From March 2013 to March 2014, the Antipodes website observed the planet through a series of paired webcams at opposite ends of the globe. Although Australia, despite our colloquial name for it, is not directly ‘down under’ from Britain, and the other side of the world from us, like much of the planet, is actually sea, the 4 per cent of the earth’s surface in which land is antipodal to land offers rich terrain for interesting parallels and correspondences. As far away from each other as it is possible to be, their day-for-night, summer/winter contrasts palpable, often extreme, these distant ‘twins’ (Bali/Tobago, Montevideo/Seoul, the Kalahari Desert/Hawaii) frequently possess surprising affinities. Having researched multiple webcam sources from myriad international locations, Curtis revels in drawing out these points of connection: finding topographical echoes in the landscape, as well as architectural and cultural similarities. The volcanic peak of Tungurahua in Ecuador is shadowed by the majestic summit of Sinabung half a world away in Indonesia while the port of Melbourne is complemented, in miniature, by its geographical equivalent – a dockside scene in one of the islands of the Azores. Like mirror images, the key elements of the picture may be the other way round but their inherent similarities are undeniable. A number of photographic diptychs, distilled from the stream of webcam footage, press the point home. Highlighting both the distance and the difference between us, they also remind us how technology is bringing us closer together.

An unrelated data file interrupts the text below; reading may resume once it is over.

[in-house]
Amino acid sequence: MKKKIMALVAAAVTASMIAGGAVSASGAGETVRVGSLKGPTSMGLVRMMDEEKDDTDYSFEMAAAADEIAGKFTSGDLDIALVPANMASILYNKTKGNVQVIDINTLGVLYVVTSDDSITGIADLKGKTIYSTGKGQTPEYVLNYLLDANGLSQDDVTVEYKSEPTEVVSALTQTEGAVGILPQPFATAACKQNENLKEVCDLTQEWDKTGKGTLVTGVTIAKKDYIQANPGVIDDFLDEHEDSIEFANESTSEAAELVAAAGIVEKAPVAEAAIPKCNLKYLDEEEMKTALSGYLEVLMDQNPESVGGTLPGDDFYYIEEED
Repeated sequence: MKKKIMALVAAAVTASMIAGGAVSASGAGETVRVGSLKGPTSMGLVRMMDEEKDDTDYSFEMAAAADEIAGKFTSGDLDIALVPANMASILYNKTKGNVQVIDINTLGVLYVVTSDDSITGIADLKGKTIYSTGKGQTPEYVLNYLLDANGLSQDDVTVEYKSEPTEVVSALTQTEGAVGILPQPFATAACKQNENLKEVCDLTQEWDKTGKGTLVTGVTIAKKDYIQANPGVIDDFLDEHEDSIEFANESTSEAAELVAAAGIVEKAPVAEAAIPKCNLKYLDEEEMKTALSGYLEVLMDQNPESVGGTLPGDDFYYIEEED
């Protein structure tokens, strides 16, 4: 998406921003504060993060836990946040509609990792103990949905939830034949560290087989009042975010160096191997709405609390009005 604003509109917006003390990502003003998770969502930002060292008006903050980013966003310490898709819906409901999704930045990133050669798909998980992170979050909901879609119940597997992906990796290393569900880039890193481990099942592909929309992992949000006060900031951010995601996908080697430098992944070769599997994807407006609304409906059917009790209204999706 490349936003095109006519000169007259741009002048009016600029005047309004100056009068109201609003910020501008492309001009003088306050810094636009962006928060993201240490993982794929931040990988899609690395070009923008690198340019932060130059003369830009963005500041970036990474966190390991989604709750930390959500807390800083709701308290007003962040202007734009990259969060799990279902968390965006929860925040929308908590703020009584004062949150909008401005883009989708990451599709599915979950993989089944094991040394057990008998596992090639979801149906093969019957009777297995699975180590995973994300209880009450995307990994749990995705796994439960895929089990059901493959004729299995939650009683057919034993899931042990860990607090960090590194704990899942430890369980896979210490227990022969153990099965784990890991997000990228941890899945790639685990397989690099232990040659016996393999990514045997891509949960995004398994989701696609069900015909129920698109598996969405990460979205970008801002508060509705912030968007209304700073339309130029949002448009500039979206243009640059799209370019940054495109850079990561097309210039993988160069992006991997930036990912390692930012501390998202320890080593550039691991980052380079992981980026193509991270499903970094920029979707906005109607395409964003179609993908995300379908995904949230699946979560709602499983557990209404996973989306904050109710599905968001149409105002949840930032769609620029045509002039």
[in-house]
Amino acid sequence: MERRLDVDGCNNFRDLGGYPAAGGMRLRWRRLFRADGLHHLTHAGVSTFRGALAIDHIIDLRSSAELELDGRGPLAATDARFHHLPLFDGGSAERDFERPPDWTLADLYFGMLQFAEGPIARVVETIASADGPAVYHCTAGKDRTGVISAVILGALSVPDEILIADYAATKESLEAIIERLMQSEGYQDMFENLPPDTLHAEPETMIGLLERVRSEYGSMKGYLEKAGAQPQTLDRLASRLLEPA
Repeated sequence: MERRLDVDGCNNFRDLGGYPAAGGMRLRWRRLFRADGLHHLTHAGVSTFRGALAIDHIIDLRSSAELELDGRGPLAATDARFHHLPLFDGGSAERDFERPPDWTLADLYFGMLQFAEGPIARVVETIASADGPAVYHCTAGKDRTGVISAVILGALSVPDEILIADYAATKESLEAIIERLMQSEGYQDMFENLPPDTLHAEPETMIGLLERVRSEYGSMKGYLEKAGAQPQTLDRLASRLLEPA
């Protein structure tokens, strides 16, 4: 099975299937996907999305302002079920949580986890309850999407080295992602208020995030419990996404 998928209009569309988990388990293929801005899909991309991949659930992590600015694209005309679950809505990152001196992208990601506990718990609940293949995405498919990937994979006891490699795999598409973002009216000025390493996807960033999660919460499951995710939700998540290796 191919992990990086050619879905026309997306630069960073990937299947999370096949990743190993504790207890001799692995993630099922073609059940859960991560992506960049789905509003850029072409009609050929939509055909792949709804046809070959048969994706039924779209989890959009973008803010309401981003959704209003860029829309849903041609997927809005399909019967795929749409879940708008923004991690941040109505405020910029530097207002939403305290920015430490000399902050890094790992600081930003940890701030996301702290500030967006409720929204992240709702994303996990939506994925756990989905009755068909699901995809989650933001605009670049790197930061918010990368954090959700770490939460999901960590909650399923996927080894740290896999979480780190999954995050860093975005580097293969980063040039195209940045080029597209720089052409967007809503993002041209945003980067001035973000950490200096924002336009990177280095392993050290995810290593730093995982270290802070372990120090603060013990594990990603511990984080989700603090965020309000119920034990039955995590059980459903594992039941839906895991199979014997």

Online: Antipodes.uk.com, March 2013 - March 2014
18 October–21 December 2013
18 May–13 July 2013
Antipodes by Layla Curtis is commissioned by FVU, in association with Spacex. Technical support by Cuttlefish. Supported by Arts Council England.